To summarize, the method of hexagrammatic reduction is as follows:

- By summing and digitally reducing all pairs of repeated numerals, compress the number under assessment into an impulse-entity.
- Put aside 0s, 9s, and 63s until the end, interpreting the latter as either a 9 or a 0; this guide recommends 63 = 9, but a conclusive argument for either nullity has yet to be articulated, and so the question remains open to debate.
- Add the hex together along the lines of the triangles: sum and then digitally reduce all instances of 1, 4, and 7 together and all instances of 2, 8, and 5 together.
- If step 3 had any effect, begin again from step 1. Otherwise, if there are still two non-null zones, convert 3 into 1, 4, and 7 or 6 into 2, 8, and 5, then begin again at step 1.
- If two non-null digits remain, they are the two poles of the final net-span. If only one digit remains, its other pole is a 9 (if a 9 was set aside) or a 0 (if one was not).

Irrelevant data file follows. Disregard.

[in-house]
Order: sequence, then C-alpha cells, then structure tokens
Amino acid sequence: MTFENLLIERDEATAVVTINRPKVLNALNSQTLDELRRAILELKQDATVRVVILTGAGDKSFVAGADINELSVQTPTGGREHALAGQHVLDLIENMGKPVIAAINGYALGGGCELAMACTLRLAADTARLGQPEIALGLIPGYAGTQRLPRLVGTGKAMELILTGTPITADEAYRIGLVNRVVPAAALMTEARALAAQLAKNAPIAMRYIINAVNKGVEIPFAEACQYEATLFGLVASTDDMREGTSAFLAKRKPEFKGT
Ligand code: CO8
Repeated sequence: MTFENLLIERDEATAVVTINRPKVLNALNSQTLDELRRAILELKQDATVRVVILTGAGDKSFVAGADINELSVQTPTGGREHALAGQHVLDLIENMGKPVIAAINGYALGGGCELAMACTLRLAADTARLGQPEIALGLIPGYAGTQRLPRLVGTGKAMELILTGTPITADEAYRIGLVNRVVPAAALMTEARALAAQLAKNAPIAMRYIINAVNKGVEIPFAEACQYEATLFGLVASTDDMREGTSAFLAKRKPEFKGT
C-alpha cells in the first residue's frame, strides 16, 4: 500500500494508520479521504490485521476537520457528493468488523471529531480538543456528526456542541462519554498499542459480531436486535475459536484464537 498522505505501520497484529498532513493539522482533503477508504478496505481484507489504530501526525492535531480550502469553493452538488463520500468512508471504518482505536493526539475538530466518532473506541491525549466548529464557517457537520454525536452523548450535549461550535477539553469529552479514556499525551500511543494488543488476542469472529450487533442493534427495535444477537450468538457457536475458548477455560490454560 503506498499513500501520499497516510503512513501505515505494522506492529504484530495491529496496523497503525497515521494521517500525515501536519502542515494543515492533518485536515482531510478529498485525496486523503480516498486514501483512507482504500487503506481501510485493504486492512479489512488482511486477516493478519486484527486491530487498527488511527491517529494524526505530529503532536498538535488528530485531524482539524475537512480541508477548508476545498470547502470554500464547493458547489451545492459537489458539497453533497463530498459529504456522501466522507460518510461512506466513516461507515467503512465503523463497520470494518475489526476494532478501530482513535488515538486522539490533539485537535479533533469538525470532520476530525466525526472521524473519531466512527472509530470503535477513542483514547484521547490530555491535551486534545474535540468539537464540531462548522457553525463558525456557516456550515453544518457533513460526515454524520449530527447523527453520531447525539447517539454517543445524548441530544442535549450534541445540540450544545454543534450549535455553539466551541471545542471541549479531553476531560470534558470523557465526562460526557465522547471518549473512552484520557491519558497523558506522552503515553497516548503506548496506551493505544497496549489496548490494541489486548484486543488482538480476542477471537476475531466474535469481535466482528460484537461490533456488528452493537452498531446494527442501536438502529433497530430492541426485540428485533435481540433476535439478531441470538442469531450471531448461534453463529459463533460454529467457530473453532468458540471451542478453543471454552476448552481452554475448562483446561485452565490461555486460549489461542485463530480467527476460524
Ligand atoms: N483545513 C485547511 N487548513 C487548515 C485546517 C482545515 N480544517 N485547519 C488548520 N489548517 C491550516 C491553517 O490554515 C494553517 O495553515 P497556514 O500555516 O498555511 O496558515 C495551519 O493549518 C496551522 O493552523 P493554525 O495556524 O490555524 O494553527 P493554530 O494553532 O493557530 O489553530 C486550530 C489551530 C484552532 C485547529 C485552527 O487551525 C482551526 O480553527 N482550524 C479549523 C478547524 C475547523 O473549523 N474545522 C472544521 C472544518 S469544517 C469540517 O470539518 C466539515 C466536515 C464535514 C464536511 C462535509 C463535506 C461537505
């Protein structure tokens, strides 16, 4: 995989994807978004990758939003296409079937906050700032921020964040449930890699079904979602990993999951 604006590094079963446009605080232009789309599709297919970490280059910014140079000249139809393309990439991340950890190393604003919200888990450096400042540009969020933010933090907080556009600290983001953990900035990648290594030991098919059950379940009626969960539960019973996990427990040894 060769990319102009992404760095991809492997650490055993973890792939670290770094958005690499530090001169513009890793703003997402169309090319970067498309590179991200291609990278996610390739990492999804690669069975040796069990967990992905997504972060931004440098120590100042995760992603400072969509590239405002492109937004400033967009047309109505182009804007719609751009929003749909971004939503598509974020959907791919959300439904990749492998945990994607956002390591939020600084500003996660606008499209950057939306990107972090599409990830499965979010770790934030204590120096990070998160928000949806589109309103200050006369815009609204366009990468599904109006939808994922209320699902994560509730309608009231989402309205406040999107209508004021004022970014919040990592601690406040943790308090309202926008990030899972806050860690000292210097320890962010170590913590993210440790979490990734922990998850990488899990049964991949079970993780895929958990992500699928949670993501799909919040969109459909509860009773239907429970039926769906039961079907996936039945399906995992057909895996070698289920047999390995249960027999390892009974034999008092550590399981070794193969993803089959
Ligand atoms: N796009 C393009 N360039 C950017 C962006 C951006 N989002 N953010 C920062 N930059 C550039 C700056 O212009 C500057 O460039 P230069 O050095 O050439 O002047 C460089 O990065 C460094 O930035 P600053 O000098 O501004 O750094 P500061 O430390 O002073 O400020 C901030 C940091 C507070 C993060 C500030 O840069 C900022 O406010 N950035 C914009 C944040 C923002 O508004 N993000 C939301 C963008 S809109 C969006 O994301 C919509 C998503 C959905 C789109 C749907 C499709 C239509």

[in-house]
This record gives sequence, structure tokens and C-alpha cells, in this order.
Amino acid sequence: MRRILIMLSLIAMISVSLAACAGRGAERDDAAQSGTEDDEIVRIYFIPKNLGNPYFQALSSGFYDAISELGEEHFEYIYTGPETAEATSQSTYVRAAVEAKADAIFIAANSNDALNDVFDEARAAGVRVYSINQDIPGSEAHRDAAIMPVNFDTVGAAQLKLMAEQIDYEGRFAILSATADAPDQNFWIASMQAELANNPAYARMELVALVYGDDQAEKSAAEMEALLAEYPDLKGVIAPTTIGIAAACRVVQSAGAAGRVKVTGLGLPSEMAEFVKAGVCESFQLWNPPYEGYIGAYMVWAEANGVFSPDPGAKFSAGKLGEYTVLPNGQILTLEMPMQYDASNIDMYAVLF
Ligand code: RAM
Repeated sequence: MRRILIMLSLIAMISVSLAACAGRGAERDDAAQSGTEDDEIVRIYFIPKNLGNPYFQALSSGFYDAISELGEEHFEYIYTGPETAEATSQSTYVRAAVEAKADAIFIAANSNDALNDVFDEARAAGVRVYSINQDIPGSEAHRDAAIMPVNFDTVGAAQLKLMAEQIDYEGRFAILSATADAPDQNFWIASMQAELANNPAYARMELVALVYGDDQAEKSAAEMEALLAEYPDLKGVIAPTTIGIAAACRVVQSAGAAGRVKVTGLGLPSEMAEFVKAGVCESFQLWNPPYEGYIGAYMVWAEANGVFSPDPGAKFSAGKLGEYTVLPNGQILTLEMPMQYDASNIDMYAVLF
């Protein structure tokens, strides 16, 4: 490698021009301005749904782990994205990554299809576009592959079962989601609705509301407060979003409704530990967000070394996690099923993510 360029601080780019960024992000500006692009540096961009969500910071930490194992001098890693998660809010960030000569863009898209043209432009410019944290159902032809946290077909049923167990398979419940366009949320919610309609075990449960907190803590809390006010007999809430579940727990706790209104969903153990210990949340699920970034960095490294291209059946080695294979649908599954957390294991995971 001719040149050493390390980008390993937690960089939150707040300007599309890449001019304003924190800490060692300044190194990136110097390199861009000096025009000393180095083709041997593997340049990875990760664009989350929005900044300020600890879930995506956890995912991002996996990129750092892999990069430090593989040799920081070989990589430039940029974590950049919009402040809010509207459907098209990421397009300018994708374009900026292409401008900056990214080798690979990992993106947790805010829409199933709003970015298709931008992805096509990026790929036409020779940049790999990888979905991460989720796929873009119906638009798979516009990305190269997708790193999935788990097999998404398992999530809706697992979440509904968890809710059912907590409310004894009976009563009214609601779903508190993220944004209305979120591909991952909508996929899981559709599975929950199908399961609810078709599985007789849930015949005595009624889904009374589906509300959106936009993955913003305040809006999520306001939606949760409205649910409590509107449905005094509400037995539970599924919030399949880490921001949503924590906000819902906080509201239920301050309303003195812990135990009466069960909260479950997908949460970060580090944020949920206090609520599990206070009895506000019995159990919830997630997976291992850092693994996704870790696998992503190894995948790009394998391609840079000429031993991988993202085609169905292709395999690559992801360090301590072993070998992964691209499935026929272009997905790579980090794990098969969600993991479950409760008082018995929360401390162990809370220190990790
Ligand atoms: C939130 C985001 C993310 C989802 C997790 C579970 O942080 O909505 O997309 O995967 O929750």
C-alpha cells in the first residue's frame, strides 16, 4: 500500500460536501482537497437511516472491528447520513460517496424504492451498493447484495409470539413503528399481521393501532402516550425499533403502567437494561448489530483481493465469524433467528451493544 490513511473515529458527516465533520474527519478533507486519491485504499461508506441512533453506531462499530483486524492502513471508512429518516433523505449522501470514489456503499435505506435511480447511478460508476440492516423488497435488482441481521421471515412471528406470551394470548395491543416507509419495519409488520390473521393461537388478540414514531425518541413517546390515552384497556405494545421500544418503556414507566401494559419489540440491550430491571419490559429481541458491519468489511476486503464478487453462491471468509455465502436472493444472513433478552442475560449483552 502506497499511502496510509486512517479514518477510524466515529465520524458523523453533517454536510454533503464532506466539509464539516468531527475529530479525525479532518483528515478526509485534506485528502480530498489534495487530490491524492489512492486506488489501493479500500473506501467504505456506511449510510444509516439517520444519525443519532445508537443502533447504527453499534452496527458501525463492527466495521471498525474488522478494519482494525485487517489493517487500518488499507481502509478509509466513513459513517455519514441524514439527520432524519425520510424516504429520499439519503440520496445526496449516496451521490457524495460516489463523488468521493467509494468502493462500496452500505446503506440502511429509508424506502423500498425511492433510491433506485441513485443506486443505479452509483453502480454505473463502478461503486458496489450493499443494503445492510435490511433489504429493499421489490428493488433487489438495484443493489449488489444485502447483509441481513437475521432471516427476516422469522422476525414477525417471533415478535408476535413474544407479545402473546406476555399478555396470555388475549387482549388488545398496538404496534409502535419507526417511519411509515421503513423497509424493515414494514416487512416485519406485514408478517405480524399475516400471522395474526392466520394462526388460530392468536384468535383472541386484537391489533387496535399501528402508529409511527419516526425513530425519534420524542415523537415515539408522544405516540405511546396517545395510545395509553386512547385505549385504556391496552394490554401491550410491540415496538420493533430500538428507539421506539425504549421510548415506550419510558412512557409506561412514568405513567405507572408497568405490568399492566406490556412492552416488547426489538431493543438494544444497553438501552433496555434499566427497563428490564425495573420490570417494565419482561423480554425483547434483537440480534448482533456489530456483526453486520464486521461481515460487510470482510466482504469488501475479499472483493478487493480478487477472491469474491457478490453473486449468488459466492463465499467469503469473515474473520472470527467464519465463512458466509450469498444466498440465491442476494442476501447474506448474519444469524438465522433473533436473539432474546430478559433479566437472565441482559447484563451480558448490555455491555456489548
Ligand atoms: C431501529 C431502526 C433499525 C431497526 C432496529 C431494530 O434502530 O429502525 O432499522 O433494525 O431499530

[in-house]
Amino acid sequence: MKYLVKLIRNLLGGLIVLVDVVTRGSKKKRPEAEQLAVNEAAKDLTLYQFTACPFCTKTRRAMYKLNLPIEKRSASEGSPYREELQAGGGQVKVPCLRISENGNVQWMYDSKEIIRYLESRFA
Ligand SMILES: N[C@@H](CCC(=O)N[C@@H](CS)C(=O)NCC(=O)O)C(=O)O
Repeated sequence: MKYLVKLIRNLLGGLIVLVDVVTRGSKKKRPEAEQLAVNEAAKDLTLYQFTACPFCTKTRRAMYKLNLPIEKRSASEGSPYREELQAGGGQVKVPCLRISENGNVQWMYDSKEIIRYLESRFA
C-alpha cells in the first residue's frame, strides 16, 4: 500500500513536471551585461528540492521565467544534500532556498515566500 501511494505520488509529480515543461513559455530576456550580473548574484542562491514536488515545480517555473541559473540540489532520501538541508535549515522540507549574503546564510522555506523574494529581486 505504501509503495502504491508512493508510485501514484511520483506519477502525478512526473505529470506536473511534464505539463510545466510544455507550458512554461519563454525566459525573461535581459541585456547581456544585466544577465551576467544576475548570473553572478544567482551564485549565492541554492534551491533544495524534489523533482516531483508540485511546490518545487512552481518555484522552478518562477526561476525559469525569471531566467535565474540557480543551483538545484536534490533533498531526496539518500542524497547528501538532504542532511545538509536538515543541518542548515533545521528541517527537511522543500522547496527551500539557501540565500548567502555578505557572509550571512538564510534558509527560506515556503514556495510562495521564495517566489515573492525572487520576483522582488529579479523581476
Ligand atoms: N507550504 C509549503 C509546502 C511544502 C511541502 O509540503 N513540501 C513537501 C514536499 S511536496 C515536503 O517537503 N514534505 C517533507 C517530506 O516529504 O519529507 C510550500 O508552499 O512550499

## Footnotes

- ⮥ See “The Tail of How We Lost Our Tails,” in Ccru: Writings 1997–2003.
- ⮥ Ciphering is defined in the Ccru glossary as, “A numerical coincidence, involving the same digits (irrespective of order). Especially, such a connection between the two Net-Span digits of a demon and another binomic variable.” See http://ccru.net/id(entity)/glossary.htm. Decimal/digital reduction is not defined in the glossary (though it is mentioned), but refers to taking the sum of all the digits in a decimal number until only one digit remains; this is equivalent to the number’s remainder when divided by 9, except that remainders of 0 are equal to 9 instead.